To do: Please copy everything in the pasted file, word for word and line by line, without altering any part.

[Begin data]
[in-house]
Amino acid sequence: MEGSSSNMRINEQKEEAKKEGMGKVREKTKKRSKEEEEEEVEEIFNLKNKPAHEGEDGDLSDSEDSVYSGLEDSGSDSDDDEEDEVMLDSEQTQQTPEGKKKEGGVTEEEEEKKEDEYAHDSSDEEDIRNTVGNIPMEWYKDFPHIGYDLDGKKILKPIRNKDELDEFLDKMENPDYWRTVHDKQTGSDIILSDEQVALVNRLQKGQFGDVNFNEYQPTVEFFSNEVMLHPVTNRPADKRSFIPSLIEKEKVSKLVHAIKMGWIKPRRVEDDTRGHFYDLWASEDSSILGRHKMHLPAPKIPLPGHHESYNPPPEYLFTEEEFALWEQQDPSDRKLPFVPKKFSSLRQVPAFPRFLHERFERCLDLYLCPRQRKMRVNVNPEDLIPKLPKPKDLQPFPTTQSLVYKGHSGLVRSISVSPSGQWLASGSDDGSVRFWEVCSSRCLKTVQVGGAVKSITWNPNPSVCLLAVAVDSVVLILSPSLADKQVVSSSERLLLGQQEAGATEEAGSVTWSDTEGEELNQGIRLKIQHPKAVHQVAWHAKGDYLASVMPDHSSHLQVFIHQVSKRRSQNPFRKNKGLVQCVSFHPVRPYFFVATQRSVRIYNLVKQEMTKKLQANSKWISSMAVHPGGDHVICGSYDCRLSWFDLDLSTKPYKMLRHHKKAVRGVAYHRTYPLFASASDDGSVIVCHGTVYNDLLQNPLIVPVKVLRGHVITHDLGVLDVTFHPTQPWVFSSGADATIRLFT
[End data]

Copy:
[in-house]
Amino acid sequence: MEGSSSNMRINEQKEEAKKEGMGKVREKTKKRSKEEEEEEVEEIFNLKNKPAHEGEDGDLSDSEDSVYSGLEDSGSDSDDDEEDEVMLDSEQTQQTPEGKKKEGGVTEEEEEKKEDEYAHDSSDEEDIRNTVGNIPMEWYKDFPHIGYDLDGKKILKPIRNKDELDEFLDKMENPDYWRTVHDKQTGSDIILSDEQVALVNRLQKGQFGDVNFNEYQPTVEFFSNEVMLHPVTNRPADKRSFIPSLIEKEKVSKLVHAIKMGWIKPRRVEDDTRGHFYDLWASEDSSILGRHKMHLPAPKIPLPGHHESYNPPPEYLFTEEEFALWEQQDPSDRKLPFVPKKFSSLRQVPAFPRFLHERFERCLDLYLCPRQRKMRVNVNPEDLIPKLPKPKDLQPFPTTQSLVYKGHSGLVRSISVSPSGQWLASGSDDGSVRFWEVCSSRCLKTVQVGGAVKSITWNPNPSVCLLAVAVDSVVLILSPSLADKQVVSSSERLLLGQQEAGATEEAGSVTWSDTEGEELNQGIRLKIQHPKAVHQVAWHAKGDYLASVMPDHSSHLQVFIHQVSKRRSQNPFRKNKGLVQCVSFHPVRPYFFVATQRSVRIYNLVKQEMTKKLQANSKWISSMAVHPGGDHVICGSYDCRLSWFDLDLSTKPYKMLRHHKKAVRGVAYHRTYPLFASASDDGSVIVCHGTVYNDLLQNPLIVPVKVLRGHVITHDLGVLDVTFHPTQPWVFSSGADATIRLFT